Notre Dame

Priest, firefighters rush into Notre Dame Cathedral to save what could not be replaced

Priest, firefighters rush into Notre Dame Cathedral to save what could not be replaced

As the flames rushed through Notre Dame Cathedral's wooden rafters -- each beam cut from an individual oak -- a squad of firefighters began a strategic mission.

Their leader was Father Jean-Marc Fournier, chaplain of the Paris Fire Brigade. The goal was to save a crown of thorns that pilgrims have venerated for centuries as part of one worn by the crucified Jesus. King Louis IX brought the relic to Paris in 1238, after receiving it as a gift from the embattled emperor of Constantinople.

Fournier and his firefighters were, according to KTO Catholic Television, able to "save the crown of thorns and the Blessed Sacrament." Forming a human chain, they retrieved as many relics and works of sacred art as they could, until the flames won.

Meanwhile, American television networks solemnly told viewers that "art," "artifacts" and "works of art" had been retrieved from this iconic structure at the heart of Paris. In a major story about the fire, The New York Times noted that Notre Dame Cathedral had "for centuries … enshrined an evolving notion of Frenchness."

That's an interesting way to describe the world's second most famous Catholic cathedral, after St. Peter's in Rome. Then again, is a container of what Catholics believe is bread consecrated to be the Body of Christ best described as a "cultural artifact"? Is "in shock" the best way to describe Parisians praying the Rosary and singing "Ave Maria"?

For several decades, I have been asking these kinds of questions while covering religion news and studying how our mass media struggle with religion. This past week marked my 31st anniversary writing this national "On Religion" column.

Was the Notre Dame catastrophe a "religion" story or a drama linked to cultural changes in post-Christian France? I think the answer is "yes" -- to both.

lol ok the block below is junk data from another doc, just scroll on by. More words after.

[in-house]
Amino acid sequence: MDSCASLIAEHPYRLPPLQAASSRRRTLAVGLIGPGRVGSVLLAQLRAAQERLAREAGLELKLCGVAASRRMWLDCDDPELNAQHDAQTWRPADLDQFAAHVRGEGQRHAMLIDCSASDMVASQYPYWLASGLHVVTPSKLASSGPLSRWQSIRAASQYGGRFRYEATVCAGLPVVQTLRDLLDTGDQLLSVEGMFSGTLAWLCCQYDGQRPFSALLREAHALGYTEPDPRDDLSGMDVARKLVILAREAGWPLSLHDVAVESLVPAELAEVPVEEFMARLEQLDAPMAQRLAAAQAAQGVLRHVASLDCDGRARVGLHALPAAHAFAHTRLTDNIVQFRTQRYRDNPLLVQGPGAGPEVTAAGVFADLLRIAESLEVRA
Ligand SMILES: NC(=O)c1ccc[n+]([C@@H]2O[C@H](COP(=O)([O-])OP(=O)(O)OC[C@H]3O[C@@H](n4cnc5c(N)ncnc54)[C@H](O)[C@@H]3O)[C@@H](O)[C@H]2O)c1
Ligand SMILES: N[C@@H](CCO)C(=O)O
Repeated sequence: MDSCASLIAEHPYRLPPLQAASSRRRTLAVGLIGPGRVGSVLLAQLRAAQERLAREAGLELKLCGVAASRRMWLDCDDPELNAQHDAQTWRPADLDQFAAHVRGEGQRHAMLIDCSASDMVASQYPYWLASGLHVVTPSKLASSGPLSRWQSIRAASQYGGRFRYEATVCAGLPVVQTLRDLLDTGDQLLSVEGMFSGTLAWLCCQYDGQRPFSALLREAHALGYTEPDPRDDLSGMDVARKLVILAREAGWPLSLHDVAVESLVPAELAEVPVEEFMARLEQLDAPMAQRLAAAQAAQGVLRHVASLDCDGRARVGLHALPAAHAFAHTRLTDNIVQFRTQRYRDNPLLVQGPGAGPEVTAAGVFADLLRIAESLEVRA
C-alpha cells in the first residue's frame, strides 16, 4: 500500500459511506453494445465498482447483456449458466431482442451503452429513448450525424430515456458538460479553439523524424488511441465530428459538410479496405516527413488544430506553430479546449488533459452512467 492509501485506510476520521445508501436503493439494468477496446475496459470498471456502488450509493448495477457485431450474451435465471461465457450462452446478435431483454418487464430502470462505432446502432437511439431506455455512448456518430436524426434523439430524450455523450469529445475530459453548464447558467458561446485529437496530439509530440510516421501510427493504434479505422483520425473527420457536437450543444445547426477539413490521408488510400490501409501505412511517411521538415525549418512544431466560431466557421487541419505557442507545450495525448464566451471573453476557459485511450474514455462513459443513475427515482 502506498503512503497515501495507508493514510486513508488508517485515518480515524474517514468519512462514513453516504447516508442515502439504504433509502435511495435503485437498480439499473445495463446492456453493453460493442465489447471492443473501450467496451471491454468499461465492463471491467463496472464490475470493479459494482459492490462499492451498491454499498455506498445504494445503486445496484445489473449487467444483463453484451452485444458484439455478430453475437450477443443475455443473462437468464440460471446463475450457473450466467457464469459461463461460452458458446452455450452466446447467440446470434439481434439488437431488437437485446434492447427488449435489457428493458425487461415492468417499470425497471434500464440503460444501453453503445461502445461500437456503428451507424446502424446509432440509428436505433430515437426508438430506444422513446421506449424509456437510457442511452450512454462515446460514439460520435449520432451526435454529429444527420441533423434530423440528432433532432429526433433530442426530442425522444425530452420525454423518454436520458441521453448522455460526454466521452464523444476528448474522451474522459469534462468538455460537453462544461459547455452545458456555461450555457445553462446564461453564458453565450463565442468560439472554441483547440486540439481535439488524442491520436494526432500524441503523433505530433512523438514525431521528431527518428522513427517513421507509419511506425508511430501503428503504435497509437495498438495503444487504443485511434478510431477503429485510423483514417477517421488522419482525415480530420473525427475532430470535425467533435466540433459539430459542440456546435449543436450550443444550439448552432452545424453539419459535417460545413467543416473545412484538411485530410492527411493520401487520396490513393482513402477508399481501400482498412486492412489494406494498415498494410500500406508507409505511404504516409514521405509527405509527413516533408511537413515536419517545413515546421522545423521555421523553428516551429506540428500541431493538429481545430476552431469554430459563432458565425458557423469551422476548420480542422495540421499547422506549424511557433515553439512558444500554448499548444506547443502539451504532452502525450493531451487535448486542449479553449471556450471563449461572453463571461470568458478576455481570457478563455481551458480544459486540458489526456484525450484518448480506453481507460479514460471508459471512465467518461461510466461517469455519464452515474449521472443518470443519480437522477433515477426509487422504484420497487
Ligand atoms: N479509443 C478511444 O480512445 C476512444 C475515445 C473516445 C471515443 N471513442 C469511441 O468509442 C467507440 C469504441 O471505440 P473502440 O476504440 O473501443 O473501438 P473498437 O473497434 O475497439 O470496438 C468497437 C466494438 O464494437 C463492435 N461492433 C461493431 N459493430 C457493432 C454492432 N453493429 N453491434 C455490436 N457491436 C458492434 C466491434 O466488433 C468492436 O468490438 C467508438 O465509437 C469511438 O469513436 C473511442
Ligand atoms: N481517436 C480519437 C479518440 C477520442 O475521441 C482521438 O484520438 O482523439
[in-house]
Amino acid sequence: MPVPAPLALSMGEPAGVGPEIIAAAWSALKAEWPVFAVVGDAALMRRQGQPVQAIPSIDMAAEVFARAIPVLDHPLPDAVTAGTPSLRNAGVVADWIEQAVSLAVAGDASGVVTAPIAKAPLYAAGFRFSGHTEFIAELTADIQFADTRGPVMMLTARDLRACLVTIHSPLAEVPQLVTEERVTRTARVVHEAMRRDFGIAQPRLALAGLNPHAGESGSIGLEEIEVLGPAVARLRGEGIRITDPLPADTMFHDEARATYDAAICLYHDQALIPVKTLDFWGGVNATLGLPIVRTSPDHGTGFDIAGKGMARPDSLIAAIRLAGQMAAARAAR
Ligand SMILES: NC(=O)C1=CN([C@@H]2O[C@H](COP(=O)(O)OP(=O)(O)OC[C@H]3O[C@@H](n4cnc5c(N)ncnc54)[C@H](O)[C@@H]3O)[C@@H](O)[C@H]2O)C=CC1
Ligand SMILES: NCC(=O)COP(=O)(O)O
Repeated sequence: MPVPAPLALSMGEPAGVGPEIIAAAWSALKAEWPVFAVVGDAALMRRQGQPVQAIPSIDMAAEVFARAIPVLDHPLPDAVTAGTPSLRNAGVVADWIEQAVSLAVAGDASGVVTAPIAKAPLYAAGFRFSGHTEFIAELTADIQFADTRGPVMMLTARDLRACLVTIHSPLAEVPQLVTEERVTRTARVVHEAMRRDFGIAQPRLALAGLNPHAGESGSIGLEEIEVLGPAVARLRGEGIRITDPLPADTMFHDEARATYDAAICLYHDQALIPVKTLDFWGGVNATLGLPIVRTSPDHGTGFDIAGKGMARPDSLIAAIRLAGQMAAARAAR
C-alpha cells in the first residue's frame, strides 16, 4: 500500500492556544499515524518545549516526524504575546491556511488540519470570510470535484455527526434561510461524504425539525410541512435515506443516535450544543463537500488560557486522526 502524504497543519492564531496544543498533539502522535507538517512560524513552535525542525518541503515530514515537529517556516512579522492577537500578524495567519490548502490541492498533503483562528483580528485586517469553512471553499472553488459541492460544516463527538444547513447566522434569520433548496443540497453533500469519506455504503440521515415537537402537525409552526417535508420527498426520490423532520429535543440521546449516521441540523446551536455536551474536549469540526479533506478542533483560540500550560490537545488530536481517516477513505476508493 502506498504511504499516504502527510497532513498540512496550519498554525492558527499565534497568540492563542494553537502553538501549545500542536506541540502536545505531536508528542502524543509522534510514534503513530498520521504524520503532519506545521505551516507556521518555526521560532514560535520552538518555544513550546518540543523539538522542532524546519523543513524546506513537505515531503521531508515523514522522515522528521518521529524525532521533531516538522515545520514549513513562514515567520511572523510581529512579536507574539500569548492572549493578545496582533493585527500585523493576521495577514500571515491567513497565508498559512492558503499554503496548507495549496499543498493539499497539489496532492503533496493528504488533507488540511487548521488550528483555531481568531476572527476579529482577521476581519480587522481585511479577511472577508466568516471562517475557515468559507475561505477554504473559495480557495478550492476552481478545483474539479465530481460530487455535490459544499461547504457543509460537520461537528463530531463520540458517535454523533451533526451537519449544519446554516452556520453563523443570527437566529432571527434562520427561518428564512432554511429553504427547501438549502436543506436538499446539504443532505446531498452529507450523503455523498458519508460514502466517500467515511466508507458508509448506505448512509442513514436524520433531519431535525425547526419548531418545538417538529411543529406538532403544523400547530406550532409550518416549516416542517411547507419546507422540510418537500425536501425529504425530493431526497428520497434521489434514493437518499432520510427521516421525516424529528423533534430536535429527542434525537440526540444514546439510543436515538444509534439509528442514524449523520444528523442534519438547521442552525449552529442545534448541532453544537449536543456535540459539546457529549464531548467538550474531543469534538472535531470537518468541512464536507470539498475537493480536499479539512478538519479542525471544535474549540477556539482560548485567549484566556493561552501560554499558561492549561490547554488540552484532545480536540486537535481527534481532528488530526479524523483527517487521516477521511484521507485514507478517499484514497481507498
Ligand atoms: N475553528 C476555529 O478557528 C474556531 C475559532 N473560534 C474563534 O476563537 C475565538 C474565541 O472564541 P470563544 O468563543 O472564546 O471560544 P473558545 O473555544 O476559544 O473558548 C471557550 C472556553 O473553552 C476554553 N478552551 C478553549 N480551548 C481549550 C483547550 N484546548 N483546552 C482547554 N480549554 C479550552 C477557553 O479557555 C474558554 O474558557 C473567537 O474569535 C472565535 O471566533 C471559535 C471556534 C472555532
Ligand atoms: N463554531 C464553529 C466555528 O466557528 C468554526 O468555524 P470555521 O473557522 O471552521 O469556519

Pope and patriarch point to the unity found among the modern martyrs

Metropolitan Hilarion of Russia left little room for doubt about his priorities when offered a few moments to speak during the Vatican's tense Synod on the Family.

"Militant secularism" was on the rise, he said last fall. Thus, Catholics and Orthodox Christians should stand united while defending the "traditional Christian understanding of the family," "marriage as a union between a man and a woman" and the "value of human life from conception till natural death."

But most of all, Moscow's top ecumenical diplomat wanted to talk about martyrs -- new martyrs.

Consider Iraq, home to 1.5 million Christians a few years ago. Today, 150,000 remain while the "others were either exterminated or expelled," he said. Then look at Syria, Egypt, Nigeria, Pakistan, Libya and elsewhere.

"We are deeply concerned about the humanitarian catastrophe … unfolding in Syria, where militant Islamists are seeking political power," he said. Wherever jihadists "come to power, Christians are being persecuted or exterminated. Christian communities in Syria and other countries of the Middle East are crying for help, while the mass media in the West largely ignore their cries and the politicians prefer to close their eyes."

It was a foretaste of the historic "airport summit" declaration signed in Cuba by Pope Francis and Patriarch Kirill, leader of the Orthodox Church of Moscow and all Russia.

That other Notre Dame speech

It was hard to ignore the papal bull condemning the slave trade, which was read to American Catholic leaders gathered in Baltimore in 1839. Pope Gregory XVI proclaimed that "no one in the future dare to vex anyone, despoil him of his possessions, reduce to servitude, or lend aid and favor to those who give themselves up to these practices, or exercise that inhuman traffic by which the Blacks, as if they were not men but rather animals, having been brought into servitude, in no matter what way, are, without any distinction, in contempt of the rights of justice and humanity, bought, sold and devoted sometimes to the hardest labor."